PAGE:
ZACHARY CARLTON DIXON vs STATE OF FLORIDA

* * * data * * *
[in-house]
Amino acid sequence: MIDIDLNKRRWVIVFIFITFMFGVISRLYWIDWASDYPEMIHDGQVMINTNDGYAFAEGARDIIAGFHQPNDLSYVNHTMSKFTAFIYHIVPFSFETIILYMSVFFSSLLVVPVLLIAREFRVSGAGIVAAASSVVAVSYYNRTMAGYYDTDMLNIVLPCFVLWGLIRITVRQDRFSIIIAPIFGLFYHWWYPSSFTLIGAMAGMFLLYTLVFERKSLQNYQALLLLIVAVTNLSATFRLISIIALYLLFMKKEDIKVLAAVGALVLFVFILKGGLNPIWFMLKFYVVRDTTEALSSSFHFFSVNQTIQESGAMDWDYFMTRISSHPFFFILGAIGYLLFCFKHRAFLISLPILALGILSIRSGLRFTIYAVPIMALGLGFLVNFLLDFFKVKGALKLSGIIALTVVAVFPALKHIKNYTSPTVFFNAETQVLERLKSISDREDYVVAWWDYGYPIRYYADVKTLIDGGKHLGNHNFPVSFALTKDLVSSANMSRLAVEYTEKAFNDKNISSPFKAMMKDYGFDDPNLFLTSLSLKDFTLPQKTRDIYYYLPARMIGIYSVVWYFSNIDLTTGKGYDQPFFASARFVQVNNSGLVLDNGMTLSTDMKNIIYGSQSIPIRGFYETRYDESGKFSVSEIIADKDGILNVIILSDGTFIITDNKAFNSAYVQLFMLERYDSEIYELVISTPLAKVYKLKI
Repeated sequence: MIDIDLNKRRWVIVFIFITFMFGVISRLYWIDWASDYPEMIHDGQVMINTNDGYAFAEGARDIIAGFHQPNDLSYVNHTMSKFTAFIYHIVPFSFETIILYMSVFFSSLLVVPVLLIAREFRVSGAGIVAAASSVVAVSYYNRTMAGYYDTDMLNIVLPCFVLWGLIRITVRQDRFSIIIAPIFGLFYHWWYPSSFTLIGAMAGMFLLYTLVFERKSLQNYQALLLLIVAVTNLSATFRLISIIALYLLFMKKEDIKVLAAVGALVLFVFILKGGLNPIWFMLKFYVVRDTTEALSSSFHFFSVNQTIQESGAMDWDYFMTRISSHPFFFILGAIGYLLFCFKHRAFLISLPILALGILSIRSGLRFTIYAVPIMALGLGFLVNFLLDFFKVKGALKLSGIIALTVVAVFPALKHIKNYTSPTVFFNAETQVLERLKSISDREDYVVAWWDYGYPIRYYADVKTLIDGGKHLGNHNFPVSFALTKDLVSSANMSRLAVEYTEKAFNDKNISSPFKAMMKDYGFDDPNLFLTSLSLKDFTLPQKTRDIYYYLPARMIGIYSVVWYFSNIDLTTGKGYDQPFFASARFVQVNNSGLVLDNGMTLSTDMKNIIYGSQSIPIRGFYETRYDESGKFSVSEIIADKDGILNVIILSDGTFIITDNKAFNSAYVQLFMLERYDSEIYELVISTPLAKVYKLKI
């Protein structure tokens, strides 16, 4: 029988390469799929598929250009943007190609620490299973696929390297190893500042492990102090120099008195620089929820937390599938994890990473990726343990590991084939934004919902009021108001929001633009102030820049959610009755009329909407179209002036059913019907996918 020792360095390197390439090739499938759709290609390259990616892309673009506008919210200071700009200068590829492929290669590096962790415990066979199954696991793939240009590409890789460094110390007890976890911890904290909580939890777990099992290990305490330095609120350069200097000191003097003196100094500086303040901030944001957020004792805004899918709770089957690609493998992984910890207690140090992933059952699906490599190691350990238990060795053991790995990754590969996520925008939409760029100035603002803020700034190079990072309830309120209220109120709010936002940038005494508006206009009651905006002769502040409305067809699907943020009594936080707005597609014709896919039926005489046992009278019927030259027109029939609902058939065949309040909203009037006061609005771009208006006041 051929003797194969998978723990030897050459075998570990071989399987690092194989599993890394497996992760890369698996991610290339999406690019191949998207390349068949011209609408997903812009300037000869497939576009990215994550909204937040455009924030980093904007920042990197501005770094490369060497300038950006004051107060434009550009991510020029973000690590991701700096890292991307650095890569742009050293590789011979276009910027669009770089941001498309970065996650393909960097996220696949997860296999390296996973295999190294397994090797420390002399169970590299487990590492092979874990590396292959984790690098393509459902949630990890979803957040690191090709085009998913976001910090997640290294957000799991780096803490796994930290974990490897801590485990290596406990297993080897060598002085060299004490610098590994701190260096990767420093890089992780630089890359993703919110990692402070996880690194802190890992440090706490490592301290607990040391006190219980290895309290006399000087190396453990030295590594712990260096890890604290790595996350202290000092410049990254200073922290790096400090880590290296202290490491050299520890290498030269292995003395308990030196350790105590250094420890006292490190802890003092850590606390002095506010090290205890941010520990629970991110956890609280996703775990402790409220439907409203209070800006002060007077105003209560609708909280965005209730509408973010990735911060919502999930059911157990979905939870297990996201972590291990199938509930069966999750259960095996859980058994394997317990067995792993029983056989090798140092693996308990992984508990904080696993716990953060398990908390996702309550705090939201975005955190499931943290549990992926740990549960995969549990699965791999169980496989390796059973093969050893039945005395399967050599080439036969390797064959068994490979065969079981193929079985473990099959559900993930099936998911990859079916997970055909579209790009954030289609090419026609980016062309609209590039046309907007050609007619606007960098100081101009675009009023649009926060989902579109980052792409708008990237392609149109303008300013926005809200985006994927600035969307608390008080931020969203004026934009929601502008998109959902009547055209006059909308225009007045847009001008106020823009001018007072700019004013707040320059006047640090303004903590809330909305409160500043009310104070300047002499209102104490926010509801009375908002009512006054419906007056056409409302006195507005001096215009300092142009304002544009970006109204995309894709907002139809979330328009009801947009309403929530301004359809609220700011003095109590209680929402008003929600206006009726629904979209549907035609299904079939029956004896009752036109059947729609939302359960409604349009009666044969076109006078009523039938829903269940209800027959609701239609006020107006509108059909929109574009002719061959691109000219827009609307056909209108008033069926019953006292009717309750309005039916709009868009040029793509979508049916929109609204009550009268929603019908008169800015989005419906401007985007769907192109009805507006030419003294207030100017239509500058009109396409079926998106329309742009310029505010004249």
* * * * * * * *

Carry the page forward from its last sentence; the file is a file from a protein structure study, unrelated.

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DISTRICT COURT OF APPEAL OF THE STATE OF FLORIDA FOURTH DISTRICT ZACHARY CARLTON DIXON, Appellant, v. STATE OF FLORIDA, Appellee. No. 4D18-575 [October 24, 2018] Appeal from the Circuit Court for the Fifteenth Judicial Circuit, Palm Beach County; Samantha Schosberg Feuer, Judge; L.T. Case No. 99CF003976AO2. Carey Haughwout, Public Defender, and Gary Lee Caldwell, Assistant Public Defender, West Palm Beach, for appellant. Pamela Jo Bondi, Attorney General, Tallahassee, and Mark J. Hamel, Assistant Attorney General, West Palm Beach, for appellee. GERBER, C.J. The defendant appeals from the trial court’s order denying his motion for review of sentence pursuant to section 921.1402, Florida Statutes (2016). The defendant argues that neither the trial court’s oral pronouncement denying the motion, nor the trial court’s written order denying the motion, indicates that the court considered the factors outlined under section 921.1402. Instead, the defendant argues, the trial court’s written order appears to indicate that the court merely relied on its evaluation of the factors outlined under section 921.1401, Florida Statutes (2016), when the court resentenced the defendant two years earlier. In response, the state argues that the defendant failed to preserve this argument by not having brought this argument to the trial court’s attention after the trial court’s oral pronouncement and written order. The state also argues that, if the defendant is left to pursue a fundamental error argument, then no fundamental error exists because the record indicates that the court considered the section 921.1402 factors in denying the motion. We agree with the state’s two arguments. We will first summarize the procedural history, and then address the state’s arguments in turn. Procedural History In 2016, the defendant, who as a juvenile had been convicted of firstdegree murder and sentenced to life in prison without parole in 2003, filed a motion for resentencing pursuant to Horsley v. State, 160 So. 3d 393 (Fla. 2015), and section 921.1401, Florida Statutes (2015). Section 921.1401 states, in pertinent part: (2) In determining whether life imprisonment or a term of years equal to life imprisonment is an appropriate sentence, the court shall consider factors relevant to the offense and the defendant’s youth and attendant circumstances, including, but not limited to: (a) The nature and circumstances of the offense committed by the defendant. (b) The effect of the crime on the victim’s family and on the community. (c) The defendant’s age, maturity, intellectual capacity, and mental and emotional health at the time of the offense. (d) The defendant’s background, including his or her family, home, and community environment. (e) The effect, if any, of immaturity, impetuosity, or failure to appreciate risks and consequences on the defendant’s participation in the offense. (f) The extent of the defendant’s participation in the offense. (g) The effect, if any, of familial pressure or peer pressure on the defendant’s actions. (h) The nature and extent of the defendant’s prior criminal history. (i) The effect, if any, of characteristics attributable to the defendant’s youth on the defendant's judgment. (j) The possibility of rehabilitating the defendant. Pursuant to section 921.1401, the trial court held an evidentiary hearing and entered a written order resentencing the defendant to twentyeight years in prison. In the written order, the trial court recited section 921.1401 as quoted above, and then expressly addressed each factor oneby-one as applied to the evidence presented. 2 Two years later, the defendant filed a “Motion for Review of Sentence Pursuant to Section 921.1402, Florida Statutes.” Section 921.1402 states, in pertinent part: (6) Upon receiving an application from an eligible juvenile offender, the court of original sentencing jurisdiction shall hold a sentence review hearing to determine whether the juvenile offender’s sentence should be modified. When determining if it is appropriate to modify the juvenile offender’s sentence, the court shall consider any factor it deems appropriate, including all of the following: (a) Whether the juvenile offender demonstrates maturity and rehabilitation. (b) Whether the juvenile offender remains at the same level of risk to society as he or she did at the time of the initial sentencing. (c) The opinion of the victim or the victim’s next of kin. The absence of the victim or the victim’s next of kin from the sentence review hearing may not be a factor in the determination of the court under this section. The court shall permit the victim or victim’s next of kin to be heard, in person, in writing, or by electronic means. If the victim or the victim’s next of kin chooses not to participate in the hearing, the court may consider previous statements made by the victim or the victim’s next of kin during the trial, initial sentencing phase, or subsequent sentencing review hearings. (d) Whether the juvenile offender was a relatively minor participant in the criminal offense or acted under extreme duress or the domination of another person. (e) Whether the juvenile offender has shown sincere and sustained remorse for the criminal offense. (f) Whether the juvenile offender’s age, maturity, and psychological development at the time of the offense affected his or her behavior. (g) Whether the juvenile offender has successfully obtained a high school equivalency diploma or completed another educational, technical, work, vocational, or self-rehabilitation program, if such a program is available. (h) Whether the juvenile offender was a victim of sexual, physical, or emotional abuse before he or she committed the offense. (i) The results of any mental health assessment, risk assessment, or evaluation of the juvenile offender as to rehabilitation. 3 Upon receiving the motion, the trial court, consistent with section 921.1402, set a sentence review hearing. At the hearing, the defendant presented evidence relevant to nearly all of the section 921.1402 factors. During closing argument, defense counsel stated: A lot of these [921.1402] factors [were] already considered in the re-sentencing and the Court has already found these factors and considered them. However, there are . . . in terms of maturity, the victim input . . . this part is different because it considers risk assessment . . . what he has done to rehabilitate, and has to make a determination if, in fact, he has been rehabilitated. The trial court orally pronounced it was denying the motion for review. The court’s oral pronouncement did not expressly mention section 921.1402 or its factors by number or name. Instead, the court stated: [Y]ou’ve done all of these classes and you obviously are trying to better yourself . . . . I do agree that you do have a low risk for reoffending. And I think you were called a role model in prison, and . . . you have made some significant positive strides. . . . But at this point, I do not believe a modification of your sentence is appropriate. . . . I don’t want you to misconstrue the fact that I don’t address and recognize the positive steps that you’ve taken. But I just do not believe a modification is appropriate right now. The court then entered a written order denying the motion for review. See § 921.1402(7), Fla. Stat. (2015) (“If the court determines that the juvenile offender has not demonstrated rehabilitation or is not fit to reenter society, the court shall issue a written order stating the reasons why the sentence is not being modified.”) (emphasis added). Although the court’s written order did not expressly mention section 921.1402 or its factors by number or name, the court entitled its order as an “Order on Motion for Review of Sentence.” The court’s order then stated, in pertinent part: Defendant [] had a resentencing hearing in 2016 pursuant to Florida Statutes 921.1401. . . . [T]his Court resentenced the Defendant, who was previously sentenced to life without parole[,] to 28 years in the department of corrections with credit for the time he had previously served. In this Court’s [resentencing] Order (Attached as Exhibit A) . . . the relevant 4 resentencing factors delineated under Florida Statutes 921.1401 were extensively analyzed and examined. Then almost 2 . . . years later, the Defendant filed [the instant] Motion for Review of Sentence . . . . . . . While it is apparent that the Defendant has made positive strides while in prison . . . by taking classes and learning a trade and is capable of rehabilitation, not much has changed in 18 months [since the defendant’s resentencing]. This Court still does not believe the Defendant has been fully rehabilitated . . . nor does [the Court] reasonably believe the Defendant is fit to reenter society at this time. This court incorporates by reference all the analysis and reasoning in its [resentencing] Order. Therefore, modification of the Defendant’s sentence is not appropriate at this time. After the trial court’s oral pronouncement, the defendant did not object or seek to clarify whether the court based its denial on its consideration of the section 921.1402 factors, or merely relied on its earlier evaluation of the section 921.1401 factors. Similarly, after the court entered its written order, the defendant did not file a Florida Rule of Criminal Procedure 3.800(b)(1) or 3.850(a)(1) motion seeking to clarify whether the trial court based its denial on its consideration of the section 921.1402 factors, or merely relied on its earlier evaluation of the section 921.1401 factors. Instead, the defendant filed this appeal. The defendant argues that neither the trial court’s oral pronouncement nor the trial court’s written order indicates that the court considered the section 921.1402 factors. Instead, the defendant argues, the trial court’s written order, incorporating the earlier 921.1401 resentencing order, appears to indicate that the court merely relied on its earlier evaluation of the section 921.1401 factors. In response, the state argues that the defendant failed to preserve this argument by not having brought this argument to the trial court’s attention after the trial court’s oral pronouncement and written order. The state also argues that, if the defendant is left to pursue a fundamental error argument, then no fundamental error exists because the record indicates that the court considered the section 921.1402 factors in denying the motion. Our Review We agree with the state’s two arguments. We address each in turn. 5 First, the defendant’s argument was not preserved. After the trial court’s oral pronouncement, the defendant did not object or seek to clarify whether the trial court based its denial on its consideration of the section 921.1402 factors, or merely relied on its earlier evaluation of the section 921.1401 factors. Similarly, after the court entered its written order, the defendant did not file a Florida Rule of Criminal Procedure 3.800(b) motion seeking to clarify whether the trial court based its denial on its consideration of the section 921.1402 factors, or merely relied on its earlier evaluation of the section 921.1401 factors. Thus, the defendant’s argument was not preserved. See Fla. R. App. P. 9.140(e) (“A sentencing error may not be raised on appeal unless the alleged error has first been brought to the attention of the lower tribunal: (1) at the time of sentencing; or (2) by motion pursuant to Florida Rule of Criminal Procedure 3.800(b).”); Hobgood v. State, 166 So. 3d 840, 845 (Fla. 4th DCA 2015) (“A defendant must preserve a sentencing error by objecting at the time of sentencing or in a motion under Florida Rule of Criminal Procedure 3.800(b).”) (citation and quotation marks omitted). Second, we see no fundamental error. See Hayward v. State, 24 So. 3d 17, 41 (Fla. 2009) (fundamental error is “an error that goes to the foundation of the case . . . and is equivalent to a denial of due process”) (citations and internal quotation marks omitted). Nothing in the record suggests that the trial court was confused or that the court did not consider the section 921.1402 factors. On the contrary, the court’s oral pronouncement alluded to some of the section 921.1402 factors: [Y]ou’ve done all of these classes and you obviously are trying to better yourself . . . . I do agree that you do have a low risk for reoffending. And I think you were called a role model in prison, and . . . you have made some significant positive strides. . . . But at this point, I do not believe a modification of your sentence is appropriate. . . . I don’t want you to misconstrue the fact that I don’t address and recognize the positive steps that you’ve taken. But I just do not believe a modification is appropriate right now. Similarly, the court’s written order also alluded to some of the section 921.1402 factors: While it is apparent that the Defendant has made positive strides while in prison . . . by taking classes and learning a trade and is capable of rehabilitation, not much has changed in 18 months [since the defendant’s resentencing]. This Court still does not believe the Defendant has been fully 6 rehabilitated . . . nor does [the Court] reasonably believe the Defendant is fit to reenter society at this time. Based on the foregoing, we cannot say that the trial court fundamentally erred in the manner in which it expressed its denial of the defendant’s motion for review, much less committed any error at all. Conclusion With the benefit of appellate hindsight, we can say that this appeal may have been avoided if the trial court’s written order denying the defendant’s motion for review would have recited section 921.1402 as quoted above, and then expressly addressed each factor one-by-one as applied to the evidence presented. However, we also recognize that section 921.1402(7)’s plain language (“[T]he court shall issue a written order stating the reasons why the sentence is not being modified.”) does not require such detail. Nevertheless, trial courts may wish to consider addressing each 921.1402 factor as a better practice to ensure the appearance of compliance with the Legislature’s directives. Affirmed. LEVINE and KLINGENSMITH, JJ., concur. * * * Not final until disposition of timely filed motion for rehearing. 7